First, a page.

On a weekend when Ireland produced a performance to be remembered forever, Ulster had a night to forget in Edinburgh after losing 28-17.
The province lost for a third consecutive outing in the Guinness PRO12 - their worst such run since dropping four on the bounce in 2011 - and scrum-half Ruan Pienaar admitted they let themselves down on Friday.
"We came here with one mission, to get four or five points. We have let ourselves down," said the influential scrum-half who already knows this will be his last season in the city he has called home since 2010.
There are two free weekends in the PRO12 to accommodate the remainder of the Autumn Internationals with Ulster's next fixture the visit of Zebre on November 25.
"Sometimes you go through a slump like this and its not easy for the fans but even more so for the team," said the 32-year-old. "We have three weeks now until the Zebre game to address what we need to work on, where we want to go as a squad.
"We need to step it up. There's an important block of games coming after this break. We need to play well, perform well, and get points on the board."
Still sitting fifth in the standings but now eight points off table-topping Leinster, Ulster's poor run of four losses from five in all competitions comes after they reeled off five straight victories to start the season.
"Physically I don't think we have fronted up the past couple of weeks," he said. "Particularly at the breakdown where we have normally been quite accurate, for some reason we are struggling.
"I felt that we physically weren't up there and got bullied by a hungry Edinburgh team.
"It's a massive disappointment but we'll keep our heads up, keep working hard to get back to the level that we know we're capable of. We are a team that want to play with tempo, create momentum and get our exciting outside backs going but that's something that we're struggling with."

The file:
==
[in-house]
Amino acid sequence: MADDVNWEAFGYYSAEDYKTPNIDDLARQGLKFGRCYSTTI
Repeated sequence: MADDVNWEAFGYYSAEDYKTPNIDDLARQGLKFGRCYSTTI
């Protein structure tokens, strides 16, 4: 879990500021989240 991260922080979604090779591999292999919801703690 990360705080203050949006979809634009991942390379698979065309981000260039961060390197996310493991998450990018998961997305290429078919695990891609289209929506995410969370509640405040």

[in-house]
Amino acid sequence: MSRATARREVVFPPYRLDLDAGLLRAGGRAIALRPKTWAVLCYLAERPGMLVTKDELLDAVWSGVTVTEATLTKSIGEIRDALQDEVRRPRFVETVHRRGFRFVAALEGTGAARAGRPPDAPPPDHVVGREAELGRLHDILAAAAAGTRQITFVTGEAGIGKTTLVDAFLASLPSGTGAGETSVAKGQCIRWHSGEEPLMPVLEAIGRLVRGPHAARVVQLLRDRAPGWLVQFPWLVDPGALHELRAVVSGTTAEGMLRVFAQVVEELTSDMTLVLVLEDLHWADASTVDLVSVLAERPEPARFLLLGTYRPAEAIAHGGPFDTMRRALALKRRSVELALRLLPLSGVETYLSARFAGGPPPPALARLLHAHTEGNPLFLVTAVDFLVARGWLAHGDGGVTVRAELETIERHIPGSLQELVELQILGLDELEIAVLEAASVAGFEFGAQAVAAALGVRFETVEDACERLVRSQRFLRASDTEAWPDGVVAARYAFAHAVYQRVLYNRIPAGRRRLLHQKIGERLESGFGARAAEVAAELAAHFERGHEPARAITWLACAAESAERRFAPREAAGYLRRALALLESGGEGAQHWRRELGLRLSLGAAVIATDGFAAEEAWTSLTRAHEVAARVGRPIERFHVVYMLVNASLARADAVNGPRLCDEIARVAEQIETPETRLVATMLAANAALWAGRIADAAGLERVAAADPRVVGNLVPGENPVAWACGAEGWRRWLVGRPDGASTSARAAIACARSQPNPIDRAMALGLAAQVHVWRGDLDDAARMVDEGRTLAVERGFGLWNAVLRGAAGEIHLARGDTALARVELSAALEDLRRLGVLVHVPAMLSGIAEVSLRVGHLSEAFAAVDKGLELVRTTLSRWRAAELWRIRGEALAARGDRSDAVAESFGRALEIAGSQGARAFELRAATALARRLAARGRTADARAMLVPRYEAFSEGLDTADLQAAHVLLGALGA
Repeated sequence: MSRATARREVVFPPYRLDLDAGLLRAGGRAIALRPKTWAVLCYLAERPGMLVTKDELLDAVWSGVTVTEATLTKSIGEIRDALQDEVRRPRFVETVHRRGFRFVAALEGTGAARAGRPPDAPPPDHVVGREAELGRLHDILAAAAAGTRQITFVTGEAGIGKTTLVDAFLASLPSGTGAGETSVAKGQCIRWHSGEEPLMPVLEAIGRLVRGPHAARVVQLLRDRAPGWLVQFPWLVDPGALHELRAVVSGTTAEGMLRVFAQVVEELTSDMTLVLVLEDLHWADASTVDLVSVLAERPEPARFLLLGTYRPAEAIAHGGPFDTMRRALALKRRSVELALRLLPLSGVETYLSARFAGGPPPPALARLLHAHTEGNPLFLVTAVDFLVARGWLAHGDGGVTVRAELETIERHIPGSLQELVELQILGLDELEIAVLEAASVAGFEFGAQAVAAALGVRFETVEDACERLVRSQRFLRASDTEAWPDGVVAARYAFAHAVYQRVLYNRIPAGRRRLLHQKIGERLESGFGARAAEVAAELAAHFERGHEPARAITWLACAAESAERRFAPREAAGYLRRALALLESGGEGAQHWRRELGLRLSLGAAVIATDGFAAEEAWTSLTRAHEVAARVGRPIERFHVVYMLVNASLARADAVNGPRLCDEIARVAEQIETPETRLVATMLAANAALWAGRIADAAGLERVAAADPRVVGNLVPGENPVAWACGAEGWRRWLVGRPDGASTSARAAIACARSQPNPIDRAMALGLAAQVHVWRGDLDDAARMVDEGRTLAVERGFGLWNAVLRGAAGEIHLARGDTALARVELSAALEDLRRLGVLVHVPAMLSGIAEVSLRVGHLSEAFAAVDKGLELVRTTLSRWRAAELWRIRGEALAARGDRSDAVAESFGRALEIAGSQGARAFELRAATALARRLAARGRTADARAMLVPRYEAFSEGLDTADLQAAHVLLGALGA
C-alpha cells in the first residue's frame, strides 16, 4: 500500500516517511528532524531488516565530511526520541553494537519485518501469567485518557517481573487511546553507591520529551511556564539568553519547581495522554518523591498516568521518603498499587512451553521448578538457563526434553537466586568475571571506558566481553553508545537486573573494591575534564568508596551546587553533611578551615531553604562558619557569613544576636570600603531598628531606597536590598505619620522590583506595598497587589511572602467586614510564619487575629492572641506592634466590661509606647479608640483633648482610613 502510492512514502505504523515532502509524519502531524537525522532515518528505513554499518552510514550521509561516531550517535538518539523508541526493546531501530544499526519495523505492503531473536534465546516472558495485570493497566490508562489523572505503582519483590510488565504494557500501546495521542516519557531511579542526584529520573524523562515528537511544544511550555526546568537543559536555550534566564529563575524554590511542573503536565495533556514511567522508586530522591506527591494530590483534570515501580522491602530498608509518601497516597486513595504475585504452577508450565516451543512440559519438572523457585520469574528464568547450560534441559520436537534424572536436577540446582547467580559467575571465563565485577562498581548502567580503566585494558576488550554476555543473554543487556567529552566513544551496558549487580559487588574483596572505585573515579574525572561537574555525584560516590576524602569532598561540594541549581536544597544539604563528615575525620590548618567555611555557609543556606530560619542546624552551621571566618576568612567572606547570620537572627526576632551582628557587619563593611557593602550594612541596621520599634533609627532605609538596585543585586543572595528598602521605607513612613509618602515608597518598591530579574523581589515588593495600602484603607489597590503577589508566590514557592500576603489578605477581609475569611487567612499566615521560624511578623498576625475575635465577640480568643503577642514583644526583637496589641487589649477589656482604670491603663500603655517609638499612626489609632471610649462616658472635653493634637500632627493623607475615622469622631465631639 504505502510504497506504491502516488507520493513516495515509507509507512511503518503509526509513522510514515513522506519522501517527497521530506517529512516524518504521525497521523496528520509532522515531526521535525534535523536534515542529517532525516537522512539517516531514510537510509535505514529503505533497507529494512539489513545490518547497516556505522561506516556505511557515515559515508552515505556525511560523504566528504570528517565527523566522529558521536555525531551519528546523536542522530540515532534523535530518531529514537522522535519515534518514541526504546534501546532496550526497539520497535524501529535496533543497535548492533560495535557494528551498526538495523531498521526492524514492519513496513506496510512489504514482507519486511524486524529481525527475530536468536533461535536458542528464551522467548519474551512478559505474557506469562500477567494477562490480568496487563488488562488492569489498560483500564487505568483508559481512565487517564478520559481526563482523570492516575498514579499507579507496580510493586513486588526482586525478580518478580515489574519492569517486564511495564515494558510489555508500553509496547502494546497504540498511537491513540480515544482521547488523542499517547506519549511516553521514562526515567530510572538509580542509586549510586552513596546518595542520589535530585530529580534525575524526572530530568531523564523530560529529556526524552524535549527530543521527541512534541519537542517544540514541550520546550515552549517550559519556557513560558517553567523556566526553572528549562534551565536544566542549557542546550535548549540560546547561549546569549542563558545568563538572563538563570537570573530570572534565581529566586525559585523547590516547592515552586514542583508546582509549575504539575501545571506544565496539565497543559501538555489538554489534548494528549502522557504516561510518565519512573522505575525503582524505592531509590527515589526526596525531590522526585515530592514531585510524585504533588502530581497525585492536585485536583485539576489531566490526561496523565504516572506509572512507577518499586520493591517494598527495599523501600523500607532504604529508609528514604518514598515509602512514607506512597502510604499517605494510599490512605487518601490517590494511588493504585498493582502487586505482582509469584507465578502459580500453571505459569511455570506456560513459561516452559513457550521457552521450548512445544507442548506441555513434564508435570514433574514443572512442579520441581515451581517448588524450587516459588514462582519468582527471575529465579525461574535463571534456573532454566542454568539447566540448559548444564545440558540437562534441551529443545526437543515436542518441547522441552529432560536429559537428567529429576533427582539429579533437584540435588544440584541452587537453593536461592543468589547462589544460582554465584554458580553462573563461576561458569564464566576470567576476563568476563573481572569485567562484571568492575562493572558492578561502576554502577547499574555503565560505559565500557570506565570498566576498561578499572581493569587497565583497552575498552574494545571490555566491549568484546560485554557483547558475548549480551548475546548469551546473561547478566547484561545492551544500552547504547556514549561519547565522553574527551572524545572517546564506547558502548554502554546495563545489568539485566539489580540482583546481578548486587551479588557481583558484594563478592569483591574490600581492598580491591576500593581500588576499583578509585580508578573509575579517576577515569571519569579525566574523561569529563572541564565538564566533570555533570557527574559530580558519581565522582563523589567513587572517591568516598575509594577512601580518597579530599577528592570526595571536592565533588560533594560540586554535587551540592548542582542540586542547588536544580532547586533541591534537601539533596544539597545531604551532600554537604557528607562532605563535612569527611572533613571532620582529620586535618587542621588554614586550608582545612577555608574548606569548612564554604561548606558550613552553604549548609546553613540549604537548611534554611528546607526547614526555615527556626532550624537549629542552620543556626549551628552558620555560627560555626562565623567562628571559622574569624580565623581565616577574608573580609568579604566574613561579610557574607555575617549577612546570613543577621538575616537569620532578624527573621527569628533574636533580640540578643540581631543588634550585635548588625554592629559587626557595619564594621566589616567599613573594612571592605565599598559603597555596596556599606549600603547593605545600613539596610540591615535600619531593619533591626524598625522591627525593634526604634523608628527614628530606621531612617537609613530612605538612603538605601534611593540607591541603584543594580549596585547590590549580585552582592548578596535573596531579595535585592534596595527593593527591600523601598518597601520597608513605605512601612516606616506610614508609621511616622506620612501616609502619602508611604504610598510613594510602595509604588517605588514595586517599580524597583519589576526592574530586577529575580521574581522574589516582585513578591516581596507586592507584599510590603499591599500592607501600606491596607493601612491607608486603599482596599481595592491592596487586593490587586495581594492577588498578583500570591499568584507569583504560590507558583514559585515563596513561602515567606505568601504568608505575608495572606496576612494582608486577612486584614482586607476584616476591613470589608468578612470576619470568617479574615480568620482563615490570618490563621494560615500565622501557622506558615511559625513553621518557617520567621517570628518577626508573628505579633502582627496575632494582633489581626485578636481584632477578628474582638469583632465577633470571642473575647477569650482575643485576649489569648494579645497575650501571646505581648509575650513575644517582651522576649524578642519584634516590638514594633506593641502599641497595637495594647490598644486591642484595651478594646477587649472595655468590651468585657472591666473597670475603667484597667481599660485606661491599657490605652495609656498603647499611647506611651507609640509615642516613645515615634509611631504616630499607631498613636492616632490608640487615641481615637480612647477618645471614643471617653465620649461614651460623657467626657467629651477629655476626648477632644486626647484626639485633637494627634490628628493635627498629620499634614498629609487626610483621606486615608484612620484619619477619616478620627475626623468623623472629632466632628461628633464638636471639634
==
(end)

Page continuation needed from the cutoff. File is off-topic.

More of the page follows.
Against a side smarting from an embarrassing home loss to struggling Zebre last time out, skipper Rob Herring agreed with his compatriot's assessment that Ulster had been outmuscled.
"They obviously had a tough loss last week and came out firing," he said. "In the first 20 or 30 minutes we didn't stand up. We let them dominate.
"It's pretty clear to see (physicality) is something we lacked. There were a couple of dodgy throws in the line-out and they read it well in the right spots. They made it difficult.
"We couldn't get the maul going again and we need to look at that going into next month."
The visitors had trailed 28-3 early in the second-half, some semblance of respectability only brought to proceedings after the replacements were introduced.
Paul Marshall's arrival brought some belated tempo while Jacob Stockdale and debutant Aaron Cairns both crossed for tries in a futile chase to collect even a losing bonus point.
"We can't wait until the 60th minute to switch on," said Herring. "It's got to be there for a full 80. We had asked a lot of questions of ourselves after the last few weeks. We really thought we were ready to step up."
Herring says the squad are not lacking in confidence ahead of a crucial run of fixtures before the New Year.
"We always back ourselves and we know what we can do," he added. "You look at that game and take the physicality out of it, key moments let us down. That's something we have to fix. We can let this derail our season or we can kick on."
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